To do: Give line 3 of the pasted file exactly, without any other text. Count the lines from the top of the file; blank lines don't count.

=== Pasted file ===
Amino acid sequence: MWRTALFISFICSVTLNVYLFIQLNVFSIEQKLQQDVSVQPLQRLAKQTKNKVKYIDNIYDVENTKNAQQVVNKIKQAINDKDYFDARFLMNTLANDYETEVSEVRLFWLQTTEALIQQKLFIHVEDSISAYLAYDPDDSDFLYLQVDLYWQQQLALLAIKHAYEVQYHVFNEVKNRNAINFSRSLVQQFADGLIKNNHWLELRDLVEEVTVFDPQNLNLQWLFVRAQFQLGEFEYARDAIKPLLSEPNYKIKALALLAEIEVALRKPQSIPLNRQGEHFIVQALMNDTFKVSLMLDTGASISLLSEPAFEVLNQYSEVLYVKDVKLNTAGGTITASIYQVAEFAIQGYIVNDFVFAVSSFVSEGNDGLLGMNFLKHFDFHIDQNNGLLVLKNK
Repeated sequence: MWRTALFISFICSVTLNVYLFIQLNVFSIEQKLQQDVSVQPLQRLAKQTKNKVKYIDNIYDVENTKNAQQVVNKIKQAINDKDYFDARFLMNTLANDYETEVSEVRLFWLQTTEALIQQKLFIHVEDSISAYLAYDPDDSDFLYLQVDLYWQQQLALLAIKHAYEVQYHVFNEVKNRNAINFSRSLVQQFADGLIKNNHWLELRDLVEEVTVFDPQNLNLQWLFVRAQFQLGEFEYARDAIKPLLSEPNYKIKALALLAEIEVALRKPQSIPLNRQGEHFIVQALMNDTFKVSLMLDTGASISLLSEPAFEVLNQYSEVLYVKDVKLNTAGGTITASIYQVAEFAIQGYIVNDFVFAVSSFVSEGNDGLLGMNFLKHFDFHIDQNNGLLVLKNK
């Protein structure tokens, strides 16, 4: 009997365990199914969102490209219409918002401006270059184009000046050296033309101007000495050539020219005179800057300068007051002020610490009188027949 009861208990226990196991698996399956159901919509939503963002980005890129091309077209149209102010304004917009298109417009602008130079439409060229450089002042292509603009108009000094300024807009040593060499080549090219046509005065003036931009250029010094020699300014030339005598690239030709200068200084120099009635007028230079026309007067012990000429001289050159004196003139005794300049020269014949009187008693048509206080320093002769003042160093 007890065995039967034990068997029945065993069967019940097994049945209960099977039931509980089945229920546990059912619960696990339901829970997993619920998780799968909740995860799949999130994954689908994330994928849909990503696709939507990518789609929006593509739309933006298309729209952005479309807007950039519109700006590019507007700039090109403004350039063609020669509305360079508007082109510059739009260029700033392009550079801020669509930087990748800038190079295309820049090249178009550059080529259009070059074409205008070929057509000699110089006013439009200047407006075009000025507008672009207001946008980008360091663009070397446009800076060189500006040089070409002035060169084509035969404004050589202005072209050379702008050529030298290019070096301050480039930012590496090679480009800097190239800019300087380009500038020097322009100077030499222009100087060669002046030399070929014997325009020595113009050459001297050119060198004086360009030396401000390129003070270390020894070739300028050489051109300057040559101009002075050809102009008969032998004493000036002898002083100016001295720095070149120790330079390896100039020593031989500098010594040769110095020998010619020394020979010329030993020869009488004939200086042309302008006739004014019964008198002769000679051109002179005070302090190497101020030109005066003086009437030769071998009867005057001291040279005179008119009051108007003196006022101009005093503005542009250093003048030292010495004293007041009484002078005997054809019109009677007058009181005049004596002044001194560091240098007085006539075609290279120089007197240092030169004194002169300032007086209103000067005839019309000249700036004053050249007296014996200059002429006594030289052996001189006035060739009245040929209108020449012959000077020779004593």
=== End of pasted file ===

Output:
């Protein structure tokens, strides 16, 4: 009997365990199914969102490209219409918002401006270059184009000046050296033309101007000495050539020219005179800057300068007051002020610490009188027949 009861208990226990196991698996399956159901919509939503963002980005890129091309077209149209102010304004917009298109417009602008130079439409060229450089002042292509603009108009000094300024807009040593060499080549090219046509005065003036931009250029010094020699300014030339005598690239030709200068200084120099009635007028230079026309007067012990000429001289050159004196003139005794300049020269014949009187008693048509206080320093002769003042160093 007890065995039967034990068997029945065993069967019940097994049945209960099977039931509980089945229920546990059912619960696990339901829970997993619920998780799968909740995860799949999130994954689908994330994928849909990503696709939507990518789609929006593509739309933006298309729209952005479309807007950039519109700006590019507007700039090109403004350039063609020669509305360079508007082109510059739009260029700033392009550079801020669509930087990748800038190079295309820049090249178009550059080529259009070059074409205008070929057509000699110089006013439009200047407006075009000025507008672009207001946008980008360091663009070397446009800076060189500006040089070409002035060169084509035969404004050589202005072209050379702008050529030298290019070096301050480039930012590496090679480009800097190239800019300087380009500038020097322009100077030499222009100087060669002046030399070929014997325009020595113009050459001297050119060198004086360009030396401000390129003070270390020894070739300028050489051109300057040559101009002075050809102009008969032998004493000036002898002083100016001295720095070149120790330079390896100039020593031989500098010594040769110095020998010619020394020979010329030993020869009488004939200086042309302008006739004014019964008198002769000679051109002179005070302090190497101020030109005066003086009437030769071998009867005057001291040279005179008119009051108007003196006022101009005093503005542009250093003048030292010495004293007041009484002078005997054809019109009677007058009181005049004596002044001194560091240098007085006539075609290279120089007197240092030169004194002169300032007086209103000067005839019309000249700036004053050249007296014996200059002429006594030289052996001189006035060739009245040929209108020449012959000077020779004593």